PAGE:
Continued from page 1
Gauging the Ideal Mac pro Desktop
In this next section of the Architosh Workstation Survey study we asked questions that were aimed at gauging what workstation pros desire in their future Mac. In particular we wanted to know the following:
- How many GPUs should Apple ideally target for pro users? (range?)
- What kind of product mix should Apple provide in GPU offerings?
- How many CPU cores should Apple ideally target for pro users?
- How important is the ability to upgrade a GPU card?
- What IO ports are most important to pro users?
While we provide a detailed summary of recommendations at the end of this report (page 5), we will provide a general analysis for these next questions here below.
Question 8: What is your ideal preference for GPU configuration in your pro desktop?
In short, on the GPU matter, Apple’s pro customers are scattered across the board in terms of what type and number of GPUs they desire for their next ideal Mac pro desktop. Take a look at (image 08) and you will see a wide diversity. If anything, it shows that Apple really has responded well to the real needs of the Mac professional user with their latest new Mac Pro (nMP) in particular. (see image 08: What is your ideal preference for GPU configuration in your pro desktop?)
Dual GPU systems slightly out-paced single GPU systems, with dual high-end GPUs desired the most at just under 26 percent of all participants (1 in 4). The next highest favored choice was a single high-end GPU based system, at 17.56 percent. Not surprising, nobody really wants low end GPU systems in any configuration and folks don’t want ultra high-end GPUs in single configurations either.
This means when Apple offers Nvidia’s high-end Quadra boards, users who are interested in such ultra high-end cards tend to want more than one. In fact, slightly more than 10 percent of participants would like a dual, ultra high-end GPU configuration. And 8 percent would like a triple configured option of the same calibre. To put that in perspective, 1 in 5 participants want ultra high-end GPU cards (the very top of the line GPUs) for their Mac professional desktops.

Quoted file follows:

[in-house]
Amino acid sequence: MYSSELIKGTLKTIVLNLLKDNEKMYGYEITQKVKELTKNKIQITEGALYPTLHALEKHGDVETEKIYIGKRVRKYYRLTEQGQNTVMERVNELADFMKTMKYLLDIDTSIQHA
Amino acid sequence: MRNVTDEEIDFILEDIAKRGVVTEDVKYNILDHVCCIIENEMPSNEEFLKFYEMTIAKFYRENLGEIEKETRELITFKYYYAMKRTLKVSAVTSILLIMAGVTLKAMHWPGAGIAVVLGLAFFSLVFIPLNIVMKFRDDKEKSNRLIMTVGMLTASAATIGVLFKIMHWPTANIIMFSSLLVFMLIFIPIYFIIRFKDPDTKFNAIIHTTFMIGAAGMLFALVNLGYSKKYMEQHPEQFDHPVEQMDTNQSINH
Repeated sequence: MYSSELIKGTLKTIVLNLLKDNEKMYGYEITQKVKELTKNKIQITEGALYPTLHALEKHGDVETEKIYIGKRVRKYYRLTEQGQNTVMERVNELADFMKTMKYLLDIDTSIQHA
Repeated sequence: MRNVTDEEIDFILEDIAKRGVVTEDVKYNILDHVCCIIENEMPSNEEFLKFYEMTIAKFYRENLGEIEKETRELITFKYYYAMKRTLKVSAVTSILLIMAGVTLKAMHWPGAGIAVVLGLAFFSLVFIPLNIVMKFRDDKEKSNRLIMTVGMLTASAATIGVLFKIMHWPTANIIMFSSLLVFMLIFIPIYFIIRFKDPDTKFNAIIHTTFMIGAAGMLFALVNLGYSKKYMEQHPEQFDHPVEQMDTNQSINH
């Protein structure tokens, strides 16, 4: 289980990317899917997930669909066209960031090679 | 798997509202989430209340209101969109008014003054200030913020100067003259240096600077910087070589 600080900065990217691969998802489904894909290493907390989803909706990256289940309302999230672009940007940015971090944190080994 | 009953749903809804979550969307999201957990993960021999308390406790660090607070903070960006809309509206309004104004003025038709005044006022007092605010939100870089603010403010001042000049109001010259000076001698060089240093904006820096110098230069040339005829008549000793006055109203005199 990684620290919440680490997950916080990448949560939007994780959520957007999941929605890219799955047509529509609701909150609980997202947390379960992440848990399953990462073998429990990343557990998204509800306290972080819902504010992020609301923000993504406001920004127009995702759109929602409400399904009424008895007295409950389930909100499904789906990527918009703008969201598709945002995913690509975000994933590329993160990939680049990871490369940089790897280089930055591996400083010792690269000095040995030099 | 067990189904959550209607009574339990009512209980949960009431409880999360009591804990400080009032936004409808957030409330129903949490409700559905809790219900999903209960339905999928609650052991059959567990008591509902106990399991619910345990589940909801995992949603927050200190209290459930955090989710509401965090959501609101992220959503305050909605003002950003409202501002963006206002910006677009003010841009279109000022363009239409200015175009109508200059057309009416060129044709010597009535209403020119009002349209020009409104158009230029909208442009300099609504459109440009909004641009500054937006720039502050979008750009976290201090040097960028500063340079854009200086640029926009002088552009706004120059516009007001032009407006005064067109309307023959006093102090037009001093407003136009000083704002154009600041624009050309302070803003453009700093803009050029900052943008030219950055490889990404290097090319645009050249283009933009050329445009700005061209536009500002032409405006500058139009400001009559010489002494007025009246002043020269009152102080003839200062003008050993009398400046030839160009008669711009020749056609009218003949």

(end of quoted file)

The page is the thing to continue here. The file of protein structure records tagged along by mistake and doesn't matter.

The results of the GPU study data gets a bit more interesting when we look at it by industry. We examine this on the page 4 in much more detail (and the chart is quite cool to review as well).
Question 9: How many processor cores are in your ideal pro desktop? (e.g.: cores in CPUs help you tackle many tasks at once and particularly multi-threaded applications like rendering and visual effects run best when given many cores.)
On the matter of CPU cores we found an interesting array of answers and excellent feedback on the issue. For a survey whose participants were dominantly in the architecture market, we were curious about the high percentage of users who wanted 8-12 cores in their future pro desktop Mac. This resultant, coupled with our interviews, has led us to believe that the architecture market is mis-informed on the matter of ideal CPU configurations. We’ll discuss this further in the report. (see image 09 below: How many processor cores are in your ideal pro desktop?)
When it comes to Mac pros and their professional desktop computer, nearly a third (29.06 percent) would prefer an 8-core system. Another quarter of them would prefer a 12 core system (24.91 percent). And believe it or not, 15.47 percent of participants would like a 32 core system. In fact, several participants complained that the new Mac Pro isn’t a dual processor system providing up to 32 cores or more. The current new Mac Pro is a single CPU system with 12 cores max, leaving the 23 percent of participants unsatisfied.